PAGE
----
It is at the sole discretion of the chosen exception handler to interpret these keyword arguments as desired.

The built-in default exception handler

djexcept’s built-in exception handler understands all of the keyword arguments listed above and will create either a django.template.response.SimpleTemplateResponse or a django.template.response.TemplateResponse, depending on the setting for DJEXCEPT_INCLUDE_REQUEST.

It uses djexcept.util.populate_context() to populate the context with some handy values regarding the exception that you can use in your template. Please see the API reference for details about these values.

Custom exception handlers

There is nothing stopping you from writing your own exception handler, as long as it follows some guidelines.

An exception handler has to be a callable that accepts as positional arguments the request, the exception object and at least the keyword arguments listed in the previous section, because these, if unspecified at time of registration, will be filled with default values. It must return either a django.http.response.HttpResponse object or None, in which case the exception isn’t handled by djexcept and Django’s regular exception handling sets in.

If your custom handler doesn’t care about some of the mandatory keyword arguments, you could insert a **kwargs at the end of its argument list to catch any extra keyword arguments and have it working even when new ones are added to djexcept in the future.

Note: Please keep in mind that exceptions raised from inside exception handlers are not handled by djexcept. to prevent creating an infinite loop.

Here is a simple example that populates the context with some value and then calls djexcept’s built-in handler to construct the response. Please don’t forget to create a copy of the context object before altering it, because dictionaries are mutable and you might otherwise change the context of subsequent exceptions.

import time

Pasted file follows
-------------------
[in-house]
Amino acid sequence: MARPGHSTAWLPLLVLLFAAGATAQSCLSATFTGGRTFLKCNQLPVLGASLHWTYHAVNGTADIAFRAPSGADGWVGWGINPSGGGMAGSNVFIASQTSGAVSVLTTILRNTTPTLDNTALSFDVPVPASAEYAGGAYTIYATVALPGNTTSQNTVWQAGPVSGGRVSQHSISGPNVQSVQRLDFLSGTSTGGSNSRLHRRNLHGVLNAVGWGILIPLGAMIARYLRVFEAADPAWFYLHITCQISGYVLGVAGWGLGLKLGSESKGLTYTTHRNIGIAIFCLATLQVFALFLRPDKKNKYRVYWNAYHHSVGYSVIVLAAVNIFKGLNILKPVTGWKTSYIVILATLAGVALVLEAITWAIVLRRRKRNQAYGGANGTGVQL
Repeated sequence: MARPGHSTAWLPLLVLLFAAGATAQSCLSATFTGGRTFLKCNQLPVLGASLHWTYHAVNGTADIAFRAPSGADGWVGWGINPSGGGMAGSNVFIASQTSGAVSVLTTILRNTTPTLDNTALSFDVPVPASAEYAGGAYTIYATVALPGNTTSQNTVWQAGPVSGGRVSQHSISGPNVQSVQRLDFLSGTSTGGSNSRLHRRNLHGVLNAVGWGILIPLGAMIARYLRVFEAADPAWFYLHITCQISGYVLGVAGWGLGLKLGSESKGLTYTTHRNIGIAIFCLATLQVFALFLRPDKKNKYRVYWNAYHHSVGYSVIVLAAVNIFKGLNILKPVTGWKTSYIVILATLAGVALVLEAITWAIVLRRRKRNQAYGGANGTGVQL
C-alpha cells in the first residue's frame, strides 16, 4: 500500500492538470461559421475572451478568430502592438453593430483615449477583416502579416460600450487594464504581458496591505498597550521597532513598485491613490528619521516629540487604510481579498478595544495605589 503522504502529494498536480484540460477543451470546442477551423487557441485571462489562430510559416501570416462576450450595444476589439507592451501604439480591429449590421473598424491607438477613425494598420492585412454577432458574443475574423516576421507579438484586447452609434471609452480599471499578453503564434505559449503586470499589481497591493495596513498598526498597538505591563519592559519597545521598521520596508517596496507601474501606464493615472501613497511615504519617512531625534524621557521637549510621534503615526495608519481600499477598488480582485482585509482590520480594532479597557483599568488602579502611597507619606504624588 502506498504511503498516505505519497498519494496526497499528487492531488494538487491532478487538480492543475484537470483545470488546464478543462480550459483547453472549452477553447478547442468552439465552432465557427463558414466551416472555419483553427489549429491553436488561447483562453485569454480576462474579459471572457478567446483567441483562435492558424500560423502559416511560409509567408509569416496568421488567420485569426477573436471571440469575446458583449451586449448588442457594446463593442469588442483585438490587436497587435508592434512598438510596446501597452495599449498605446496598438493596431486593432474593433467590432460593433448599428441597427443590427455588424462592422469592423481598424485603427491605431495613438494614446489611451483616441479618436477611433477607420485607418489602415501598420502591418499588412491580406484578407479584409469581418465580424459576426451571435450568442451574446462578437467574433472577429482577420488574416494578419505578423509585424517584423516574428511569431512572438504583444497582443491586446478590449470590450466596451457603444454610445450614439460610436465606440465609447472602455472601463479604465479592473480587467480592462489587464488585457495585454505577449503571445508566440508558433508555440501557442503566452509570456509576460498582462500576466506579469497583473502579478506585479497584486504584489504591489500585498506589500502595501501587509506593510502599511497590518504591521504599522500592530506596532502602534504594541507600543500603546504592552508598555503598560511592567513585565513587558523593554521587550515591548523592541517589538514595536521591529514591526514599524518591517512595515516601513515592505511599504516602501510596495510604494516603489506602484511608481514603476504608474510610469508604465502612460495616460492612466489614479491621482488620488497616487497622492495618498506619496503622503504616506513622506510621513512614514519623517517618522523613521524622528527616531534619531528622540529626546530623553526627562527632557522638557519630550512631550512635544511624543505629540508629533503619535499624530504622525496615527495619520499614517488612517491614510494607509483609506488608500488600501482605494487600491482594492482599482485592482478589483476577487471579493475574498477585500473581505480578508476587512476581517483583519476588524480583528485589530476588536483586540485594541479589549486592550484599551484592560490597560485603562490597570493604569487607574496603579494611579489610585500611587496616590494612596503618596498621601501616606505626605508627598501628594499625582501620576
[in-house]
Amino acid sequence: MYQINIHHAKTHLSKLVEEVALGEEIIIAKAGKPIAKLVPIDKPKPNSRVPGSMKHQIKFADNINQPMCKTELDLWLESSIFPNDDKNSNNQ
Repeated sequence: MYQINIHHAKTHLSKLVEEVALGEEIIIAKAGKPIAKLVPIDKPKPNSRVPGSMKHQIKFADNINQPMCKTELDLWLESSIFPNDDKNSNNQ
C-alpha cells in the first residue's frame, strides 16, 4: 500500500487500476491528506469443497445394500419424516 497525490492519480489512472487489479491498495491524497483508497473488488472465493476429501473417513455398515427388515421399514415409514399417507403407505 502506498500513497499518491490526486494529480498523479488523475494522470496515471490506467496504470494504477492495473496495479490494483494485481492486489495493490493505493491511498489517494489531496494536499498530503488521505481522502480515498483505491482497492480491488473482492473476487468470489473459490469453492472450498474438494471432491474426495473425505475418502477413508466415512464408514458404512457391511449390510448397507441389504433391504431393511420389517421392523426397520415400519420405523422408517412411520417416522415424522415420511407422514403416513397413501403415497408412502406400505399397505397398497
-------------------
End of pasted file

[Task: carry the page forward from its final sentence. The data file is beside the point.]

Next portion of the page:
from djexcept.handlers import handle_exception

def my_exception_handler(request, exc, context=None, **kwargs):
    context = dict(context or {})
    context.setdefault("time", time.ctime())
    return handle_exception(request, exc, context=context, **kwargs)

Handling child exception types

djexcept has the ability to automatically handle any sub-type of a registered exception type in the same way as their registered ancestor. This behaviour is controlled by the DJEXCEPT_HANDLE_SUBTYPES setting and is enabled by default.

In practice, that allows you to write your own hirarchy of meaningful exception types that you can use within your view logic. Consider the following example:

import djexcept

@djexcept.register(template_name="exceptions/business_logic_violation.html")
class BusinessRuleViolation(Exception):
    pass

class NegativeAccountBalance(BusinessRuleViolation):
    pass

class OfferExpired(BusinessRuleViolation):
    pass

Using this example, raising either NegativeAccountBalance or OfferExpired will be handled as it was a BusinessRuleViolation, what it in fact is.

In your template, you could now introduce some conditional content:

{% if exc_name == "NegativeAccountBalance" %}
    ...
{% elif exc_name == "OfferExpired" %}
    ...
{% endif %}

In theory, you could even catch all possible sub-types of Exception, however doing so is not recommended because it will hide potential bugs that might occur at runtime:

import djexcept
djexcept.register(Exception)

Sub-type handling can also be disabled per type by passing handle_subtypes = False to djexcept.register().

Configuration

djexcept introduces some new settings that may be used in settings.py to customize its behaviour. Neither of them are required for djexcept to work, because all have sensible default values that should be just fine for most users.